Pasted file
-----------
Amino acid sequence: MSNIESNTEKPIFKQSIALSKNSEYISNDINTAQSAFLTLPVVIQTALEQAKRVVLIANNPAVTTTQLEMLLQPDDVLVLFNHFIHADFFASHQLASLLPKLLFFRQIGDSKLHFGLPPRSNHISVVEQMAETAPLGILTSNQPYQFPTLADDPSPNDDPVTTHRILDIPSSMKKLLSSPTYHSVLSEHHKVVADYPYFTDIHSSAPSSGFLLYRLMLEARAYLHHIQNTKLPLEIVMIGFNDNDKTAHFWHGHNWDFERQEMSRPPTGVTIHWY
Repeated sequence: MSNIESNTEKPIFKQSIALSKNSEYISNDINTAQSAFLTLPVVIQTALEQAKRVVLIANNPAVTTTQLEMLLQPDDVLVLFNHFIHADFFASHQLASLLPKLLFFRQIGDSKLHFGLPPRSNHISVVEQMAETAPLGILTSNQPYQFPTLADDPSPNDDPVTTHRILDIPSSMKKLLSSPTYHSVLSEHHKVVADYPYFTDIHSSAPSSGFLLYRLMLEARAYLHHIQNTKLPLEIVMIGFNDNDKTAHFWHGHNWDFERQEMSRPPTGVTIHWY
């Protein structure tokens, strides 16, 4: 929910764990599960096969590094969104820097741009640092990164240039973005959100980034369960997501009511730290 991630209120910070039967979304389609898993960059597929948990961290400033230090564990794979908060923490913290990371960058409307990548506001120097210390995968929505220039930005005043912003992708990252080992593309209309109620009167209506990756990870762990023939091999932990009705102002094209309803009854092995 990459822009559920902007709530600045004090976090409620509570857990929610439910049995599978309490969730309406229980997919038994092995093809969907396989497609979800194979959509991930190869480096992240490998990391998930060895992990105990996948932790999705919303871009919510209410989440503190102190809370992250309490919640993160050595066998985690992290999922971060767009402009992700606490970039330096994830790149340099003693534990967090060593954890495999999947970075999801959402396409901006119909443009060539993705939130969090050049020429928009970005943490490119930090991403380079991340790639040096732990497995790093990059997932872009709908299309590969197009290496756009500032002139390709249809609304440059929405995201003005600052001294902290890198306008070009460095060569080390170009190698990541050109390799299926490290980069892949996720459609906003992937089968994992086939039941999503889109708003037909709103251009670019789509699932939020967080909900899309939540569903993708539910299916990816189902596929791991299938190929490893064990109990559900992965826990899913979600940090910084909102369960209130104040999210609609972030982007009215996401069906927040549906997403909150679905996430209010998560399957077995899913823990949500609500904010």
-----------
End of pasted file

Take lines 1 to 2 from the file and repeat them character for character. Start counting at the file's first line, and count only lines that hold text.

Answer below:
Amino acid sequence: MSNIESNTEKPIFKQSIALSKNSEYISNDINTAQSAFLTLPVVIQTALEQAKRVVLIANNPAVTTTQLEMLLQPDDVLVLFNHFIHADFFASHQLASLLPKLLFFRQIGDSKLHFGLPPRSNHISVVEQMAETAPLGILTSNQPYQFPTLADDPSPNDDPVTTHRILDIPSSMKKLLSSPTYHSVLSEHHKVVADYPYFTDIHSSAPSSGFLLYRLMLEARAYLHHIQNTKLPLEIVMIGFNDNDKTAHFWHGHNWDFERQEMSRPPTGVTIHWY
Repeated sequence: MSNIESNTEKPIFKQSIALSKNSEYISNDINTAQSAFLTLPVVIQTALEQAKRVVLIANNPAVTTTQLEMLLQPDDVLVLFNHFIHADFFASHQLASLLPKLLFFRQIGDSKLHFGLPPRSNHISVVEQMAETAPLGILTSNQPYQFPTLADDPSPNDDPVTTHRILDIPSSMKKLLSSPTYHSVLSEHHKVVADYPYFTDIHSSAPSSGFLLYRLMLEARAYLHHIQNTKLPLEIVMIGFNDNDKTAHFWHGHNWDFERQEMSRPPTGVTIHWY